How did DNA come to be? Did it exist in the most primitive, 1 celled organisms?

May 5, 2005

A curious adult from California asks:

"It is so incredible to me that the entire genetic code of 3 billion bits of information exists within every cell. Astonishing. My question has to do with the origins of DNA. How did it come to be? Does that same double helix structure exist in the most primitive, 1 celled organisms? Or did it evolve in complexity along with evolving life forms?"

All known life around today uses DNA to store information. "Simple" one-celled organisms, mold, dogs, people all use DNA*.

But was it always this way? Probably not.

DNA by itself can't really do anything. It is like an instruction book. If no one is there to read it, nothing can get built.

And yet, nothing can get built without the instructions either. So where did DNA come from?

(*As with everything in biology, there are exceptions! Some viruses use RNA as their genetic material. Though whether they count as “alive” is under debate, since they can’t survive without invading another cell.)

This is obviously an incredibly tricky question. No one was around when life first started and no one has found any fossils.

But there are fossils of life from around 3.5 or even 3.8 billion years ago. So life evolved before then.

The first "life" must have been incredibly crude. What we're looking for here is something that can make copies of itself and change into the life we see today.

Stanley Miller did a famous experiment back in the 1950's that sheds some light on how things might have started. He set up his experiment to mimic what the world might have looked like 4 billion years ago.

Once he delivered some electricity to mimic lightning, amino acids were made. These amino acids are what proteins are made of.

So it might have been possible for some of the chemicals of life to be made from what was on hand 4 billion years ago. We would then have a soup of simple chemicals that, if they could combine, might create life.

Estimates are that the next step took 500 million years or so. Somehow, perhaps in a sheltered pool somewhere, these chemicals combined to create something that could make copies of itself.

Primordial soup.
There’s a lot of interest in what made up the “primordial soup” of life. (Image: Wikipedia)

But like I said, it probably wasn't DNA because DNA can't do anything. What we need is something like DNA that can do some work too. Is there anything around like that today? Yes, RNA.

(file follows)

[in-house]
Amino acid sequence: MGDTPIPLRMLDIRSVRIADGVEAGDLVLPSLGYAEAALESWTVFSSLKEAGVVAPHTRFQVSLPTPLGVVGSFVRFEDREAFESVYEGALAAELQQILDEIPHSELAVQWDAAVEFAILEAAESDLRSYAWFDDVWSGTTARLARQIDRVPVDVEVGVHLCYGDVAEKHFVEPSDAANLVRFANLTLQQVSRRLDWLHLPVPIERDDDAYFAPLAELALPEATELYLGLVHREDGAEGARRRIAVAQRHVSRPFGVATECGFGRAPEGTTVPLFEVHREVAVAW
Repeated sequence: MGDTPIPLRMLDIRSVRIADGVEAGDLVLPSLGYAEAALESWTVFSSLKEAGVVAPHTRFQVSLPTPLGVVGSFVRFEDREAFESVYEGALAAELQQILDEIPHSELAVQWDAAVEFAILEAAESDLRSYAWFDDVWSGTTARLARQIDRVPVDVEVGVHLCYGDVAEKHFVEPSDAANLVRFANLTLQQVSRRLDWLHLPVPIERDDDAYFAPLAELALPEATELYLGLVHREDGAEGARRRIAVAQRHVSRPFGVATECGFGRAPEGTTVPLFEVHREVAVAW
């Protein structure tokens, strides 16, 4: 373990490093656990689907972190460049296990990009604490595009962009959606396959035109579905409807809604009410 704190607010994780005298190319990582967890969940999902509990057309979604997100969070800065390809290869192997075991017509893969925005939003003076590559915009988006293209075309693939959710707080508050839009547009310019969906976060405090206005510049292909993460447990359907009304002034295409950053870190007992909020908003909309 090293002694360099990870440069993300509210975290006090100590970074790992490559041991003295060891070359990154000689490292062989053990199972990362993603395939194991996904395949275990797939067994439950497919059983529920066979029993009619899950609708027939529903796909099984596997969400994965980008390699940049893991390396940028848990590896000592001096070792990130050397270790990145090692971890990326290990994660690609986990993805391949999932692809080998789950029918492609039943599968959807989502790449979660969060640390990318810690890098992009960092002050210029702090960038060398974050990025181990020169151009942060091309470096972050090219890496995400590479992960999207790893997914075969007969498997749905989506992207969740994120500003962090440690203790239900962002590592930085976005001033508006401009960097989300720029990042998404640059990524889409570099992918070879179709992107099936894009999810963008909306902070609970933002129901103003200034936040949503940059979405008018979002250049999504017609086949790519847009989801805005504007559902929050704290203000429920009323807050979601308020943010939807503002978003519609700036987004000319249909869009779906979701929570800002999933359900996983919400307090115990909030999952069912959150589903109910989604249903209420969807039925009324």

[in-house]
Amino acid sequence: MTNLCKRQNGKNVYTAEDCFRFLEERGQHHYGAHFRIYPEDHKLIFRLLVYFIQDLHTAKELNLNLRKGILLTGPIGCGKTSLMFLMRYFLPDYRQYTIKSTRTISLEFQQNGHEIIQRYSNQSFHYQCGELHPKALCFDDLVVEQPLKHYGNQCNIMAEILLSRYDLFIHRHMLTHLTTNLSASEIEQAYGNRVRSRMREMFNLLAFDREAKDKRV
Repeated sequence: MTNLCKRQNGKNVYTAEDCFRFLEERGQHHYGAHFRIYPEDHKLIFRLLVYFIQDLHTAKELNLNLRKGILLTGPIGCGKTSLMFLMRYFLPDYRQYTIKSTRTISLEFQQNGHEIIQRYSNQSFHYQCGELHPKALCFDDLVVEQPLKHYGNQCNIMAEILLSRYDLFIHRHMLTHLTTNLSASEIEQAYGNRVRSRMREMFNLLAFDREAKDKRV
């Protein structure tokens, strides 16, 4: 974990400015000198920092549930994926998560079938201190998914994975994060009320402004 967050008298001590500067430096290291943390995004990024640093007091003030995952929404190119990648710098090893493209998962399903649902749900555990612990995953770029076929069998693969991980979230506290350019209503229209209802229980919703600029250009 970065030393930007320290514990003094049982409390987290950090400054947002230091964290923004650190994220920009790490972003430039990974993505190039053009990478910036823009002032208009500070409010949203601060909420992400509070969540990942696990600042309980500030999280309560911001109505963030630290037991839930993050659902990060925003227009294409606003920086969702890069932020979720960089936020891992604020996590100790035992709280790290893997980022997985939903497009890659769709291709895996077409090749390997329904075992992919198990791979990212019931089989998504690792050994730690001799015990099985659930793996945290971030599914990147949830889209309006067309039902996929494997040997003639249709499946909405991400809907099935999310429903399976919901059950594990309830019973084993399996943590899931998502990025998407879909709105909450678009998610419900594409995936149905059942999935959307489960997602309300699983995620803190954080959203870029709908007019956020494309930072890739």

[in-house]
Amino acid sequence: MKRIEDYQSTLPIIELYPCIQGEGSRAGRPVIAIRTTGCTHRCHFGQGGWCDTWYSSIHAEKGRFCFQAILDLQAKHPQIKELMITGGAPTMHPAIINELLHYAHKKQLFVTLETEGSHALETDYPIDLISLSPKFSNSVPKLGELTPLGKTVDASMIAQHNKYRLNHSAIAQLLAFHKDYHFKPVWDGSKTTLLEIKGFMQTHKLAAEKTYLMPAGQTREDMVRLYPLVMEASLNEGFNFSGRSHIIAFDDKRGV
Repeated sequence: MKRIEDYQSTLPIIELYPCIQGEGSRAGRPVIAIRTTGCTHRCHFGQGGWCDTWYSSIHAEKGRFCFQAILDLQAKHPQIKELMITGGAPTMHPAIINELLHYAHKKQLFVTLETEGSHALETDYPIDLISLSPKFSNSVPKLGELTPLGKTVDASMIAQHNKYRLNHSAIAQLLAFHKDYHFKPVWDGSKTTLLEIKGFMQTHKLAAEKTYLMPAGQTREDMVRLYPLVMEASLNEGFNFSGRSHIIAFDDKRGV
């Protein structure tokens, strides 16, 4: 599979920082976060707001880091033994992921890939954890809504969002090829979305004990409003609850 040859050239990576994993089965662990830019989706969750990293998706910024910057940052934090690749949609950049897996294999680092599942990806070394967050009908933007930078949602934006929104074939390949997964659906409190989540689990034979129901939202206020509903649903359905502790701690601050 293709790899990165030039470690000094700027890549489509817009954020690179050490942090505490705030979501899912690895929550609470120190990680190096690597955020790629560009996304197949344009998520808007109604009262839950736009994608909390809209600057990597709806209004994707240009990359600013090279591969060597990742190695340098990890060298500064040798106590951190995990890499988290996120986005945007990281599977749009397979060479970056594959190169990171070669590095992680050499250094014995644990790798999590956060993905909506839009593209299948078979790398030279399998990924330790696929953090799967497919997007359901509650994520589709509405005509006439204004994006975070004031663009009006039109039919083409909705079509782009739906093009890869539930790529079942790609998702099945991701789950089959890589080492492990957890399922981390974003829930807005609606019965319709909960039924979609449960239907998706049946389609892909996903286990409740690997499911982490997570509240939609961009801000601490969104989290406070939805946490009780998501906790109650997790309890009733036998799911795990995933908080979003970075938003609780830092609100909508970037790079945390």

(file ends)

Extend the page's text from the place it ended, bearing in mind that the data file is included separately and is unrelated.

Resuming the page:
Before going into detail about why RNA may have been the first information storage device, let's see what it does today.

As I said before, DNA stores information. Usually this information is put into use by proteins that copy the DNA into RNA. The RNA is then translated by proteins into different proteins.

These proteins then do most of the work in our cells. They let us think, see, breathe, etc. So, in this scheme, RNA is really just an intermediate between DNA and proteins, sort of a Xerox copy of the DNA.

But RNA is much more than that. Chemically it is almost the same as DNA — only a single oxygen atom separates them. Because of this, RNA can store information too. In fact, some viruses like HIV store their instructions in RNA.

DNA and RNA are chemically very similar. (Image: Wikipedia)

RNA can also do some of the things proteins can do. Many proteins work by making chemical reactions go faster. In 1986, it was found that RNA could also do some of this kind of work. Since then, RNA has been shown to be involved in lots of the kinds of things proteins do.

So maybe RNA is the original molecule of life. If so, why did we bother with DNA and proteins? Because DNA and proteins are way better at what they do than RNA.

DNA is much more stable than RNA. What this means is that it stands up better to the environment and is less prone to error. Also, it forms very stable, predictable double strands, which works very well for information storage.

Proteins are also better at their jobs than RNA. Chemically they are much more complicated which means they can do many more tasks than RNA.

Unlike DNA, some RNAs are actually able to do things. A “ribozyme” is an RNA that can catalyze a chemical reaction, similar to a protein enzyme. Here is just one example of a ribozyme. (Image: Wikipedia)

One thing RNA needs to be able to do to make this whole thing work is to be able to copy itself. Scientists have managed to have small RNAs make copies of themselves. These scientists are busily trying to "evolve" larger RNAs that can do the same thing. If they can make such an RNA, does that prove anything?

Not really. This is a tough nut to crack. Who's to say that anything around today is what life used 4 billion years ago? Maybe there is some bizarre chemistry we havent thought up yet that after a half a billion years or so could lead to DNA.

Who knows? Some scientists are trying to find evidence of this "RNA world" by studying the DNA from lots of different beasts.

For now, all plants, animals, and bacteria use DNA. There probably was life before DNA. But once DNA arrived, it was so good at what it does that everything else died out.

Author: Dr. D. Barry Starr

Barry served as The Tech Geneticist from 2002-2018. He founded Ask-a-Geneticist, answered thousands of questions submitted by people from all around the world, and oversaw and edited all articles published during his tenure. AAG is part of the Stanford at The Tech program, which brings Stanford scientists to The Tech to answer questions for this site, as well as to run science activities with visitors at The Tech Interactive in downtown San Jose.

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